The Cost of Not Educating the World’s Poor: The New Economics of Learning.
By Lynn Ilon (2015) Routledge. [Paperback released November 2017]
Wide-spread poverty is rarely caused by local circumstances alone Global poverty links are many…
Climate, financial contagion, social and political instability, disease, global trade and resources, migration, security, terrorism, social media and the cross-border shifts of money
Tackling poverty begins with a world that has this systemic understanding.
Such a method of learning is being developed, but requires we re-examine hard truths
- Expertise contextual knowledge
- Top-down co-constructed knowledge
- Mastery adaptive learning
The book examines these assumptions through narrative and discussion of the latest research.
Summary of Chapters
“a” chapters are narrative and bring in experiences and examples from my work in some 20 countries.
“b” chapters are short summaries of the theories which are implied in the previous narrative chapter.
1a Introduction; 1b Introduction to the theories; 2a Development; 2b Shifting views on development
How the field of development came about and laid the groundwork for a view of markets as a means of both increasing wealth of richer countries and decreasing poverty of poorer countries
3a The value of an education; 3b Human capital theory; 4a Education and development; 4b The knowledge economy
How education was added to the development formula. The view that education was the “missing link” to help countries grow. How the fall of the Soviet Union caused a unified global market and began to take down barriers to trade. It caused labor markets to spread, creating incentives for countries to educate in order to attract factories. Wealthier countries had to compete by building “knowledge” industries and shedding lower skilled labor.
5a Learning goes global; 5b Networked learning; 6a Becoming creative; 6b From global production to digitization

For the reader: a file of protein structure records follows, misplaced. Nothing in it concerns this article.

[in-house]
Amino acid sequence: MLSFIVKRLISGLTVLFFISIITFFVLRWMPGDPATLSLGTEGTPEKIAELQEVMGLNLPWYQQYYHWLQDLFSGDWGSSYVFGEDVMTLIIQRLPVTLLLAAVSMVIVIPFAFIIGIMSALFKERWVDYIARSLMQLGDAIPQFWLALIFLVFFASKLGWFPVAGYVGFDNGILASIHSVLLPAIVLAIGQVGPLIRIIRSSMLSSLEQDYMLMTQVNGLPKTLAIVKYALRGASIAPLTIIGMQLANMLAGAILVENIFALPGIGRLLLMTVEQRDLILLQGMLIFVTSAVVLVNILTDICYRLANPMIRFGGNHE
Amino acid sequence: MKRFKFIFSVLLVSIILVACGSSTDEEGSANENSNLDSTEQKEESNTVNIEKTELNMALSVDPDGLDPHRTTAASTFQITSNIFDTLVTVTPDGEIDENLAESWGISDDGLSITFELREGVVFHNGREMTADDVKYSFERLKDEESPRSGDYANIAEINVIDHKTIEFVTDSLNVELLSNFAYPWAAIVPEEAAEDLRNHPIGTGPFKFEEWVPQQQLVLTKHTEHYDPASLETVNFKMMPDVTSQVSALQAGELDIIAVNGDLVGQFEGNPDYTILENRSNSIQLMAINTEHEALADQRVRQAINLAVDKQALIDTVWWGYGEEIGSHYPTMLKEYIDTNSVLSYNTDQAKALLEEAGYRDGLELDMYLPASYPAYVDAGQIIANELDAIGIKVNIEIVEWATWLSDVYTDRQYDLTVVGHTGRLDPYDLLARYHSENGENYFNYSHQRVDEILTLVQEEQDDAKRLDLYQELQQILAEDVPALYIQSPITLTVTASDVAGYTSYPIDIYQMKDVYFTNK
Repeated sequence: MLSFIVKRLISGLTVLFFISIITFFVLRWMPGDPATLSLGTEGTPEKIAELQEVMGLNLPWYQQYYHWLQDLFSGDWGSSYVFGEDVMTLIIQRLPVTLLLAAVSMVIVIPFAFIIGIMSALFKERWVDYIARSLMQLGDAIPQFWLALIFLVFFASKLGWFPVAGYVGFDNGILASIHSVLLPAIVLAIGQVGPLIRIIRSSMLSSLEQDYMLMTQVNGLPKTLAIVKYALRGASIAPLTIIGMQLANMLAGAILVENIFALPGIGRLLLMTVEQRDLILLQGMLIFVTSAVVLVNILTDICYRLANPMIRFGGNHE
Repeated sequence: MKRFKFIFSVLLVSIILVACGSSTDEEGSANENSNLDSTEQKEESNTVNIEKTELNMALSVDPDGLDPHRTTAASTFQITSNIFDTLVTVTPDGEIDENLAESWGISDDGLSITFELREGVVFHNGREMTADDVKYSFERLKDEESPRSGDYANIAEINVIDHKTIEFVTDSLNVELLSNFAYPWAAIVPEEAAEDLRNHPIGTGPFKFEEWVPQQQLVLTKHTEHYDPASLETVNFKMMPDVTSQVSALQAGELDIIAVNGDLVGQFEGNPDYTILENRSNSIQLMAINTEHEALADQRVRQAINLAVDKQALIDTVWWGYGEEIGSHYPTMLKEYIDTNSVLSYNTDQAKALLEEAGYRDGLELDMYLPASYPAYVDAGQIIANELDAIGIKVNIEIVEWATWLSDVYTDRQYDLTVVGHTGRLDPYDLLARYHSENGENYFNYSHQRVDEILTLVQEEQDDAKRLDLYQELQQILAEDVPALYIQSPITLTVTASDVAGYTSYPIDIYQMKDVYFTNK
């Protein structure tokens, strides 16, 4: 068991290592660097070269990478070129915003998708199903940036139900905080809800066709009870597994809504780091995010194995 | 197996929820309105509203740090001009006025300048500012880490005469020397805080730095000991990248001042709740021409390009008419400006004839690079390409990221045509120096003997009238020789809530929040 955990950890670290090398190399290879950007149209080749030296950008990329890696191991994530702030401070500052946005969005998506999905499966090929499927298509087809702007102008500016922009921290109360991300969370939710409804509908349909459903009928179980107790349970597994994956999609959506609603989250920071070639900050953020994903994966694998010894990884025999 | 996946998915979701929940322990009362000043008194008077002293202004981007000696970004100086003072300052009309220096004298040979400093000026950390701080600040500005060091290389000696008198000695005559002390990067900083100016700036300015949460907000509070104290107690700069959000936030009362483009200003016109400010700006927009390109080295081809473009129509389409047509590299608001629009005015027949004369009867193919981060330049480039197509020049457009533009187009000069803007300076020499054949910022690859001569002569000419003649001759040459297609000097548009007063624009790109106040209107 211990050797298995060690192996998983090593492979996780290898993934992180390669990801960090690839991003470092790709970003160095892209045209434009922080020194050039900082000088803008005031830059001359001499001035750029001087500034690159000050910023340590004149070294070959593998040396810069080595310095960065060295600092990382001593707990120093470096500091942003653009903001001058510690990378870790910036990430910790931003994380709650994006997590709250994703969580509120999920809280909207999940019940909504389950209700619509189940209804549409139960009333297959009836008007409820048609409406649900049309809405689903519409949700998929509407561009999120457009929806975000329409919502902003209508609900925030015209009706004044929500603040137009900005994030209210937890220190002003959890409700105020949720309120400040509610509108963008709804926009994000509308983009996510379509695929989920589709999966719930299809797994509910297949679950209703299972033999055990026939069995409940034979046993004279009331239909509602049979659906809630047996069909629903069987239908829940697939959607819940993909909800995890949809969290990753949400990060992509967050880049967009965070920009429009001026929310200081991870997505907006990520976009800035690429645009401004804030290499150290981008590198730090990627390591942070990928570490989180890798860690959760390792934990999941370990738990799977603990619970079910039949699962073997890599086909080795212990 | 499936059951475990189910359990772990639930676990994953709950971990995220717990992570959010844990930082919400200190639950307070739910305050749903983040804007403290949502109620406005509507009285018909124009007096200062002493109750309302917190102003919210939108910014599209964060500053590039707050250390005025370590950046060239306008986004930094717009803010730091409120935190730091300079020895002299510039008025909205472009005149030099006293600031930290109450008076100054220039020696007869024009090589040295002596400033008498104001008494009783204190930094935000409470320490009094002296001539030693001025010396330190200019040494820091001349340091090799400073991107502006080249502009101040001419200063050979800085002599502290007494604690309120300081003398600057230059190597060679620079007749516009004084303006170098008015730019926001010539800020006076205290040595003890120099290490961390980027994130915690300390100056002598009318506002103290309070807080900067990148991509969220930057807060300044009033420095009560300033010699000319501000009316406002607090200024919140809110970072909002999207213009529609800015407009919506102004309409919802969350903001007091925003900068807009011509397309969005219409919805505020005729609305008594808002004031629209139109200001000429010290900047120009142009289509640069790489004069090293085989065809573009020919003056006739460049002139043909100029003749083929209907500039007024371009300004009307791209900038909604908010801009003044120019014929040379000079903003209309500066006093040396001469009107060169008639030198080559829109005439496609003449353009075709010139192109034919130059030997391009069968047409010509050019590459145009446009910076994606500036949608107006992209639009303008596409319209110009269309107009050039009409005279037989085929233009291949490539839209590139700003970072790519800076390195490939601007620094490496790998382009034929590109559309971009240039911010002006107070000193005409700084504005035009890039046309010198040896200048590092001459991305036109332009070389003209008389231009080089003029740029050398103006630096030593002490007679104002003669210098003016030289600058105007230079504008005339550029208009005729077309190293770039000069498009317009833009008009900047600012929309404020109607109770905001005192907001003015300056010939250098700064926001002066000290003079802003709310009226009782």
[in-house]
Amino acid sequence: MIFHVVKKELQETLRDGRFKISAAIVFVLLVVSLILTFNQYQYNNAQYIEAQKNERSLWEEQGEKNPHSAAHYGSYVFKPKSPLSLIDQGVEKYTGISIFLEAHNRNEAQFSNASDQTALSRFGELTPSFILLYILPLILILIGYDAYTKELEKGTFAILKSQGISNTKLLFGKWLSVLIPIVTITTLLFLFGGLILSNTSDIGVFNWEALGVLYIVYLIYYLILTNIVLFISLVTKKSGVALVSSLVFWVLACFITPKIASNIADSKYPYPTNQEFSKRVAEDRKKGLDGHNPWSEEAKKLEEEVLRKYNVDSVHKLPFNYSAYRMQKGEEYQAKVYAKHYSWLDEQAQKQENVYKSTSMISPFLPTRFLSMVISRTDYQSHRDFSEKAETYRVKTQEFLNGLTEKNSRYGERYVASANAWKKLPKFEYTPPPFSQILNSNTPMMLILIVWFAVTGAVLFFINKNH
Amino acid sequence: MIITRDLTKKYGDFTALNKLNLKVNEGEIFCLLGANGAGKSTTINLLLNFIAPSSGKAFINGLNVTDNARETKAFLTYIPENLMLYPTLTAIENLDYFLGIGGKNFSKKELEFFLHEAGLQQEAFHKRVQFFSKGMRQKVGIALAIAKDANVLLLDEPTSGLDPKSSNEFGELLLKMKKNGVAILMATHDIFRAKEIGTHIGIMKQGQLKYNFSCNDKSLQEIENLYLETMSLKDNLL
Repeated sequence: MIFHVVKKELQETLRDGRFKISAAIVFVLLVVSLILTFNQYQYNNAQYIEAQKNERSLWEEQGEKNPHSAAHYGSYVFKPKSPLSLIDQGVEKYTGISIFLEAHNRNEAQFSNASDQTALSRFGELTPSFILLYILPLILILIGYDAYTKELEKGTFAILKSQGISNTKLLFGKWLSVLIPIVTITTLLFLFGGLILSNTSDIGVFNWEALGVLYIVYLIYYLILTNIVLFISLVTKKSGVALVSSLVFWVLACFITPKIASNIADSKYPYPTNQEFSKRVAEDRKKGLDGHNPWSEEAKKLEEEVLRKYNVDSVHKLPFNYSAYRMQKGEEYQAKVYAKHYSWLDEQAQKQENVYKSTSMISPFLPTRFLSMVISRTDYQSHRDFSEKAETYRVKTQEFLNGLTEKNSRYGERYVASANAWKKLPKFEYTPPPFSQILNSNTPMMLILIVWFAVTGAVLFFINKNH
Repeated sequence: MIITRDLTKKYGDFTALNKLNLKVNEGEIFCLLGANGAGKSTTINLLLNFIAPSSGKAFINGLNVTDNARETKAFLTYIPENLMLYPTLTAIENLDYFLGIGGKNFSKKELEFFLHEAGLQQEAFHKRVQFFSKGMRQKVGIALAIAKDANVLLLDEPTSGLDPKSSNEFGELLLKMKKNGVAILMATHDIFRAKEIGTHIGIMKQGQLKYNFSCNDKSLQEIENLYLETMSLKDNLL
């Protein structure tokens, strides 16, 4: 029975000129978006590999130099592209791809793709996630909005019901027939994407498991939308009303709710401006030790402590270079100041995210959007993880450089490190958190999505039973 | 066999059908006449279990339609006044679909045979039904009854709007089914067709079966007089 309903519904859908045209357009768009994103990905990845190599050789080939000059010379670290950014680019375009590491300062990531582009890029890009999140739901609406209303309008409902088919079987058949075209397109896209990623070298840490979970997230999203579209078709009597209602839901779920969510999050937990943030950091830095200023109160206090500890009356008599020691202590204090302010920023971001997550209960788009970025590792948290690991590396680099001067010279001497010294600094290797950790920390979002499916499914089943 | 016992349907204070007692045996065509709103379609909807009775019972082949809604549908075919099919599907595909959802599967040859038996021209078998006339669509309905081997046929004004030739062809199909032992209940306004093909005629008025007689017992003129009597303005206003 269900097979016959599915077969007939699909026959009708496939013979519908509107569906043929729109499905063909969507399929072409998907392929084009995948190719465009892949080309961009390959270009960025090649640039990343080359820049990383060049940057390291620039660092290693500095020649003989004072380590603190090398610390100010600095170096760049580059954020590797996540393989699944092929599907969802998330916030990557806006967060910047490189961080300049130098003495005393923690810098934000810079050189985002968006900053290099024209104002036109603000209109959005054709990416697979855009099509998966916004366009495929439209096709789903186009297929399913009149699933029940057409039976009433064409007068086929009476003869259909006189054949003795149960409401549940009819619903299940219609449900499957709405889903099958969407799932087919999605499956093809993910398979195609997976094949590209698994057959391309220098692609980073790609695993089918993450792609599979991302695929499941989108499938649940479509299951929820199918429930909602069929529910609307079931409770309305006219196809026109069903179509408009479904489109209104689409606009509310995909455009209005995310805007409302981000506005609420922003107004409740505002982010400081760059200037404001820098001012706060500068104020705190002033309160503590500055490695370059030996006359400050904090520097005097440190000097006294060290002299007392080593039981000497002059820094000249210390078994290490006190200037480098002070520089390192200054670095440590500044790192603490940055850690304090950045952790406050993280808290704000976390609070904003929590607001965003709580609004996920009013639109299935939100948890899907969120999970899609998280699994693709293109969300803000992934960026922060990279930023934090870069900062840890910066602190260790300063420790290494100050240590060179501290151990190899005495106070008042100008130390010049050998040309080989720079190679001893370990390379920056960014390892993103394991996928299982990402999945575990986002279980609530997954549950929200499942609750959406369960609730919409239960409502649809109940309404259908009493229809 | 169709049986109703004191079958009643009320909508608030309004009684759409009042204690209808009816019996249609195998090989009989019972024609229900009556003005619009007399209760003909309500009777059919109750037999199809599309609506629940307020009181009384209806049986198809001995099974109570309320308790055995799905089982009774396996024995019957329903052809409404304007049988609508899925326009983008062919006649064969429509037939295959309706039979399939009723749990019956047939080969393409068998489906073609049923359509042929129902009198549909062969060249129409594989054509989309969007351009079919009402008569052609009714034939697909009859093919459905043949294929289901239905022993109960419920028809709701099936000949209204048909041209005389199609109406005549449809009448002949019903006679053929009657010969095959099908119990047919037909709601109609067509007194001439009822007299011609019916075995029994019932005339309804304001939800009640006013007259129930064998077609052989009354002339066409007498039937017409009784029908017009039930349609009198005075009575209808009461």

How the digitization of knowledge changed the economics of knowledge. Suddenly, knowledge became a resource that was enormously cheap to replicate and spread around the world. As an economic resource, it was constructed both locally and globally. It adapted instantaneously and crowd-sources allowed it to become a powerful, often free resource.
7a The value of knowledge; 7b The economics of knowledge; 8a The power of ideas; 8b New growth theory
A new theory is born. The theory of knowledge as a resource unlike any resource before it. It is cheaper the more it is replicated. It could be used by millions simultaneously. It can be locally produced with only brain power and no natural resources or factories. It requires not so much top-down education as access to networks and the ability to collaborate. Learning becomes the new way to build the resource – not through schools but through networks. Famous authors begins to talk about “learning to learn” as the new “economic development.”
9a The social value of learning; 9b Social economics of learning; 10a Learning together; 10b New learning structures
Learning becomes social. The power of building knowledge collectively begins to be understood. Knowledge begins to be redefined as fluid, changing, collective and adaptive. Researchers start to explore how learning takes place in a collective environment – informally, networked on the web or in community centers. Social revolutions, new entrepreneurship and civic engagements begin to be redefined throughout the world.
11a Social well-being; 11b Changing views on social welfare economics
Scholars start questioning whether older measures of national well-being are being adequately captured when knowledge is a resource. The first questions fall within old neo-classical economic theory and ask how to measure knowledge. But further, more creative work asks whether productivity is still an appropriate measure of social well-being in a knowledge age. A world that uses knowledge most effectively requires a basis in equity. Scholars suggests four clear links – a clear deviation to neo-classical views of economics.
Perhaps it is the education of people in wealthier countries who need a re-education about how the world works. A more globally systemic view and rethinking what expertise means might be a good place to start if poverty and the ill-effects of global problems are to be tackled effectively.
13 Education in a new age; 14 The cost of not educating
Education needs to be rethought away from its past based on physical constraints – classrooms, books, teachers, campuses, and desks. What is the environments in which people best learn and create? Further, if education is in service to society, what is the goal of a society? Today’s education maximizes productivity. In the age of knowledge, and global linkages, what defines a good society? Our rethinking learning needs to begin there.